Knowing how to ask for a pay rise can help you increase your earning potential and prove your value as an employee.
If you’ve been in the same role for a while, or you’ve taken on more responsibilities, then you might feel as though this isn’t reflected in your current salary.
Knowing how much people in your industry earn is also a great benchmark, as this tells you how you compare to other professionals.
We’ve covered this and more in our salary survey so make sure you check it out to see if you’re being underpaid by your employer. If you’re performing the same job role as others in your industry, but not being paid fairly, then that’s even more reason to ask for a pay rise.
However, knowing how to ask and preparing your case beforehand can help ensure your request is successful.
And that’s exactly what this post is all about. As recruitment experts, we understand the perspective of both employees and employers which gives us insight into what both parties want and expect.
So, let’s get started.
Why Is it Important to Know How to Ask for a Pay Rise?
Knowing how to ask for a pay rise is important for two reasons:
- It makes you feel more confident when making the request
- It increases the likelihood of you actually getting the pay rise
Lots of professionals want to earn more money but don’t know how to approach it.
Asking for a pay rise can feel a little awkward, but it’s important that your salary reflects your current position.
There are many reasons why you should ask for a pay rise, including:
- You are consistently exceeding expectations
- Your role has expanded
- You have completed extra training/ gained further accreditation
- You have more experience than when you received your last pay increase
- You believe your salary does not meet industry standards
There might be other reasons why you think you deserve a raise such as being with the company a long time, or feeling that you go above and beyond your job description.
Whatever the reason, knowing how to make your case is crucial which leads us onto our next section: how to ask for a pay rise.
How to Ask for a Pay Rise Step-by-Step Guide
We’re taking you through the process of how to ask for a pay rise so you know what steps to follow before making the request.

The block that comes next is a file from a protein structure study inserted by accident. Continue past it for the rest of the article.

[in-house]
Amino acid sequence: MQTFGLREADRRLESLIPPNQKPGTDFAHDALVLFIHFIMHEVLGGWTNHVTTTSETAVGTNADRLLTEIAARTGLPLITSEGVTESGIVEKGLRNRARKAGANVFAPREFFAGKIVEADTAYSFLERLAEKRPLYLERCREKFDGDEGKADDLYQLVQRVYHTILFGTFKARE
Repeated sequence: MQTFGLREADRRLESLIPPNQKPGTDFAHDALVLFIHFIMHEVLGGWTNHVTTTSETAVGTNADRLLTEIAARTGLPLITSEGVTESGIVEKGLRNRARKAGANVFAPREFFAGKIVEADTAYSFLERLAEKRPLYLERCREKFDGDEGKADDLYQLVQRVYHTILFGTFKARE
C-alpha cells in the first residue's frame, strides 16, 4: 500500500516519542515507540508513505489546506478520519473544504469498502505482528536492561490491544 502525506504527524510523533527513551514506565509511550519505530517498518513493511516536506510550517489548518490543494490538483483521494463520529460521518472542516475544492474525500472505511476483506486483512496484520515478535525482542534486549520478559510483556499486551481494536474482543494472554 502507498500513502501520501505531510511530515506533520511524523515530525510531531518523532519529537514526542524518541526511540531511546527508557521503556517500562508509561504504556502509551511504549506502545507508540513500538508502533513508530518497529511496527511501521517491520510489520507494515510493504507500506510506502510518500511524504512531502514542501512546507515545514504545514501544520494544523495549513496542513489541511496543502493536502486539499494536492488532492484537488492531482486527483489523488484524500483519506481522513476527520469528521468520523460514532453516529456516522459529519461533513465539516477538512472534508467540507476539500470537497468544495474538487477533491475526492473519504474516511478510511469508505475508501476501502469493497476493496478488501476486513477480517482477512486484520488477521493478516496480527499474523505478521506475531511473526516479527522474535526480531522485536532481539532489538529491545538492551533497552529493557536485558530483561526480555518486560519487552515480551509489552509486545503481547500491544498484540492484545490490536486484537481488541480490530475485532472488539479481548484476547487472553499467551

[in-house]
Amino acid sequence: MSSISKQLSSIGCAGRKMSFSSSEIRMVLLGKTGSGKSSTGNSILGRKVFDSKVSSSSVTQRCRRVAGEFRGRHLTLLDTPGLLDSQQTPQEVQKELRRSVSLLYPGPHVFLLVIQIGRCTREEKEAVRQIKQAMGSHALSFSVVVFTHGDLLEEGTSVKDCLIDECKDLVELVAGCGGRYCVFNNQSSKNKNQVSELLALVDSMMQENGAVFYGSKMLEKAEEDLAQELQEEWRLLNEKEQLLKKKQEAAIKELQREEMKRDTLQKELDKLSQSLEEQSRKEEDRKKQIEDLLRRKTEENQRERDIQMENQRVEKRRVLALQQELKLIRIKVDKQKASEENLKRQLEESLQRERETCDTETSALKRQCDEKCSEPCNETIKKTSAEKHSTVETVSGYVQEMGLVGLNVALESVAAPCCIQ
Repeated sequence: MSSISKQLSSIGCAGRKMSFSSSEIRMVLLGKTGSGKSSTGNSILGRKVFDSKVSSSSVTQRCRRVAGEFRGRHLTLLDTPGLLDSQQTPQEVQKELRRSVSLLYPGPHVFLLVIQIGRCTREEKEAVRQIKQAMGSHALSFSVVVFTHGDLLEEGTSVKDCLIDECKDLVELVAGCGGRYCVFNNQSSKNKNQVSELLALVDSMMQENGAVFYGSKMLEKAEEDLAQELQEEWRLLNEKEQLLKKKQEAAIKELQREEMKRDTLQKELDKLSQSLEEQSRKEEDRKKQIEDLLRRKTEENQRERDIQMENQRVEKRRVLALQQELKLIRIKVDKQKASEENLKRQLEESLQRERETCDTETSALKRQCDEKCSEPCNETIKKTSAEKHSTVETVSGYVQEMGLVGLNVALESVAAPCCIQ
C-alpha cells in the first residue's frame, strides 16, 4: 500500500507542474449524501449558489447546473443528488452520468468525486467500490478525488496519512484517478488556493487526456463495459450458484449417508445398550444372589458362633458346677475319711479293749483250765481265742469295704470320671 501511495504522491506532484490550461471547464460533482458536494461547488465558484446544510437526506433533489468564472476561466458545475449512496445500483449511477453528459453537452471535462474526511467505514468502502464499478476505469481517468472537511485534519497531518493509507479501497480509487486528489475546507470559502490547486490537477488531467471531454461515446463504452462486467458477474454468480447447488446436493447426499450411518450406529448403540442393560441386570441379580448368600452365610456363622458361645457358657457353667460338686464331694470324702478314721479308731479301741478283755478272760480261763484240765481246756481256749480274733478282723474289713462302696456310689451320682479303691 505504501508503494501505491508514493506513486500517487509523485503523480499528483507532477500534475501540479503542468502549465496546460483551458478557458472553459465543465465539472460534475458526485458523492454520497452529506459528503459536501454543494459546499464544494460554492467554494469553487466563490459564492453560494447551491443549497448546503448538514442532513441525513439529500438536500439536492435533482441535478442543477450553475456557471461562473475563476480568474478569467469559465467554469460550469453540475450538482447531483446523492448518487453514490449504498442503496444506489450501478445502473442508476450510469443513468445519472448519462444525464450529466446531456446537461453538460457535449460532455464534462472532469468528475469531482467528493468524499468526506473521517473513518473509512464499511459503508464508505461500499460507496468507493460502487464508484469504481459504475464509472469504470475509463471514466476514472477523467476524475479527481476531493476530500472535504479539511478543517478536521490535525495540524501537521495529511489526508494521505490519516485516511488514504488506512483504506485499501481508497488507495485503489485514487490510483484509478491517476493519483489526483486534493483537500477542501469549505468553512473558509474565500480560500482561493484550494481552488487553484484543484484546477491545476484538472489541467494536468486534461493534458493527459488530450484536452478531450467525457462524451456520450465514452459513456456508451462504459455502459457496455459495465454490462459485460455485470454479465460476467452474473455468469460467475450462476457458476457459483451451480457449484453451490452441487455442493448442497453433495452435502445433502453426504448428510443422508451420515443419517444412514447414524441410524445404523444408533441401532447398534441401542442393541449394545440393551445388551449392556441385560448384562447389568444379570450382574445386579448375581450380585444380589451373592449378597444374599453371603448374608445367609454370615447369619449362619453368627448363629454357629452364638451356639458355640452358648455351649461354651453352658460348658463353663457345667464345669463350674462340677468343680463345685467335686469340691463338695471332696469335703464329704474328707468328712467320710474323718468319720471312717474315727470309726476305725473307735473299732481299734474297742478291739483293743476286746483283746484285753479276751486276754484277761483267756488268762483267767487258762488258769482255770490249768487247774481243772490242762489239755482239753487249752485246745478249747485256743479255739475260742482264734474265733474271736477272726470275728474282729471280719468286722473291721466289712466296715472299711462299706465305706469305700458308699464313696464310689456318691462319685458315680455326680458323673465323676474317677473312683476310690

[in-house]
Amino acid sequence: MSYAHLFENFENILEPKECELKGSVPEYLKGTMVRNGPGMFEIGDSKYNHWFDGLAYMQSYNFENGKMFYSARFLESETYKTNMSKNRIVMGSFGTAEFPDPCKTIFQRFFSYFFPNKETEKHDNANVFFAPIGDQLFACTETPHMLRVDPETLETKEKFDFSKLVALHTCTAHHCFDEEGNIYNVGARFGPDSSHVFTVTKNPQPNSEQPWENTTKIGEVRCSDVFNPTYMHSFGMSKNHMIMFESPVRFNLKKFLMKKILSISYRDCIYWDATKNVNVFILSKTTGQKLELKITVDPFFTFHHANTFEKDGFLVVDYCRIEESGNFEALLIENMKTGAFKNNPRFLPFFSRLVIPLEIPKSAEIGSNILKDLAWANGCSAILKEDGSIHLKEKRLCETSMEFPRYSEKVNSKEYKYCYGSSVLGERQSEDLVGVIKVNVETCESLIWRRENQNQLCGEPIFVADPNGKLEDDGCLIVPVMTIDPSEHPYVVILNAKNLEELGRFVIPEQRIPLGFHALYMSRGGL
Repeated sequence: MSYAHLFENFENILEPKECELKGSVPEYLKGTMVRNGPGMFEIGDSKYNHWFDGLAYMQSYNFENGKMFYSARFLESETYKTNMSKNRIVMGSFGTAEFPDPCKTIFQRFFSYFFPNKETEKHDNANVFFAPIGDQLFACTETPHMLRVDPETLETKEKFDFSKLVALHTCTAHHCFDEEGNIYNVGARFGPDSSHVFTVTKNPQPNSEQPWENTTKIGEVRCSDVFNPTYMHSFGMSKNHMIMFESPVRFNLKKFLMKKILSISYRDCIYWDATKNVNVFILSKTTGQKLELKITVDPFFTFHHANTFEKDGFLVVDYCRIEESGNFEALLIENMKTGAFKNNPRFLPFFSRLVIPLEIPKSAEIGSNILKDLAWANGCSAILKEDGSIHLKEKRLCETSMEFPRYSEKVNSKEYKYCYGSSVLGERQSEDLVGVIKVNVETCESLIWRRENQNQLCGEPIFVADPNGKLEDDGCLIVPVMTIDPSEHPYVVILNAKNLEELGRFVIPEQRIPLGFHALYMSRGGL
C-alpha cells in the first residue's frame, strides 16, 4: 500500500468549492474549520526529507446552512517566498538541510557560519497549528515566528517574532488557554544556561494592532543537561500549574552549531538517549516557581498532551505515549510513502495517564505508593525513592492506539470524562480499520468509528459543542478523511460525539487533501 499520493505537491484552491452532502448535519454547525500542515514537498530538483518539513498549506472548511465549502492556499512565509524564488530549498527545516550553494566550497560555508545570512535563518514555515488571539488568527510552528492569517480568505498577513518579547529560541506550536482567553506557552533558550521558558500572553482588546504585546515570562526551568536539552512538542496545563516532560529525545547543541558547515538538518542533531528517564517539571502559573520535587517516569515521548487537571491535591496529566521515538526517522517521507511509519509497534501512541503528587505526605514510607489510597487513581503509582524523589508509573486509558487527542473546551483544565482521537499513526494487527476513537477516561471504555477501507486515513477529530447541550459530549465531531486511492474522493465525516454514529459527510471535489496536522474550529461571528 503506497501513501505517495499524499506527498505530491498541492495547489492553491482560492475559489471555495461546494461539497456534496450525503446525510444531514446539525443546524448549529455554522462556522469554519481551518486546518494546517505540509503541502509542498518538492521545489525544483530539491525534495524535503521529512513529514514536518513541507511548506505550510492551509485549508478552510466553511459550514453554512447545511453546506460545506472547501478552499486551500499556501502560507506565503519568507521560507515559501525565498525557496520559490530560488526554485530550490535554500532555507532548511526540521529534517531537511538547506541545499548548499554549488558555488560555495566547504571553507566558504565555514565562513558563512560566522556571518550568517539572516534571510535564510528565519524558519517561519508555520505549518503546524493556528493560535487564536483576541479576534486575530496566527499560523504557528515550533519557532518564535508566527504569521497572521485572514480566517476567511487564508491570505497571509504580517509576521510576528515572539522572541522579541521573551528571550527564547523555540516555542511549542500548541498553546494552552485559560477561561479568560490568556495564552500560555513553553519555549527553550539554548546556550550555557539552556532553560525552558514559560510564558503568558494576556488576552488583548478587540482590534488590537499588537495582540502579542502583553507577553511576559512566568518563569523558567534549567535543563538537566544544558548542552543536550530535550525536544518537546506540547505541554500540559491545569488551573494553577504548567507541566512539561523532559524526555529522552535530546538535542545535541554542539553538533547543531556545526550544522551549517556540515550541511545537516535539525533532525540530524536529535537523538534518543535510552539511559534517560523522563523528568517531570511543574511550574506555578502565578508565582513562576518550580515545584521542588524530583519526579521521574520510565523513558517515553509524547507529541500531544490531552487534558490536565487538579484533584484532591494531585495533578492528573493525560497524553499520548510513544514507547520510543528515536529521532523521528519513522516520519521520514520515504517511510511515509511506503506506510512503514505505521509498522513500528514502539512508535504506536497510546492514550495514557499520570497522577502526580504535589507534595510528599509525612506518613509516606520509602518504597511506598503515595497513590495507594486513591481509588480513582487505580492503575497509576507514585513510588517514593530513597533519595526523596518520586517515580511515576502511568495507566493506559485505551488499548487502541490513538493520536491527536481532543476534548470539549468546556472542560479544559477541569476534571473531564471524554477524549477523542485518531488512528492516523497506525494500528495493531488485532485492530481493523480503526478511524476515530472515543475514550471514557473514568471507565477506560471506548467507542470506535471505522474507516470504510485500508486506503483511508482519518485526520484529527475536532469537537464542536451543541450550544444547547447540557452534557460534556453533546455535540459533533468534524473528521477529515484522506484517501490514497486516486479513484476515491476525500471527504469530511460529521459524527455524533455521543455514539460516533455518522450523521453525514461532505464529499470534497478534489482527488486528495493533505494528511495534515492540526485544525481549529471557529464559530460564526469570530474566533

And it all starts with timing.
Choose the right time
Knowing when to ask is key as you want your manager to be receptive and to take your request seriously.
There are several things to consider when it comes to choosing your timing, such as:
- The financial state of the company – If your company is going through a period of expansion by hiring new employees and winning new clients, then now is probably a good time to ask. These are all indicators that your company is doing well and is profitable.
- The time of year – if you have a quarterly performance review, or a monthly 1-to-1, then these are great opportunities to discuss your salary and to ask for your pay rise.
- Completed work/ achievements – if you’ve recently worked on an important project that had positive results, then this is the perfect time to reinforce your value and ask for a raise.
Whilst you can’t always control these factors, being more selective about when you ask can increase your chances of being successful.
Research the market
As mentioned in the intro, knowing how much other professionals in your industry are earning is a good benchmark.
This lets you see whether what you’re earning is competitive or if you’re being undervalued.
Whilst there might be some geographic differences (for example, between the same job roles in different locations) doing your research gives you a solid idea of your earning potential.
Once you have this information, you can present it to your boss and show them the difference between your salary and the industry average.
If you’re curious about different salaries and want to find out if what you’re earning is competitive, then check out our salary survey. This comprehensive report lets you see how your salary measures up compared to others in the industry to make sure you’re receiving a fair and accurate wage.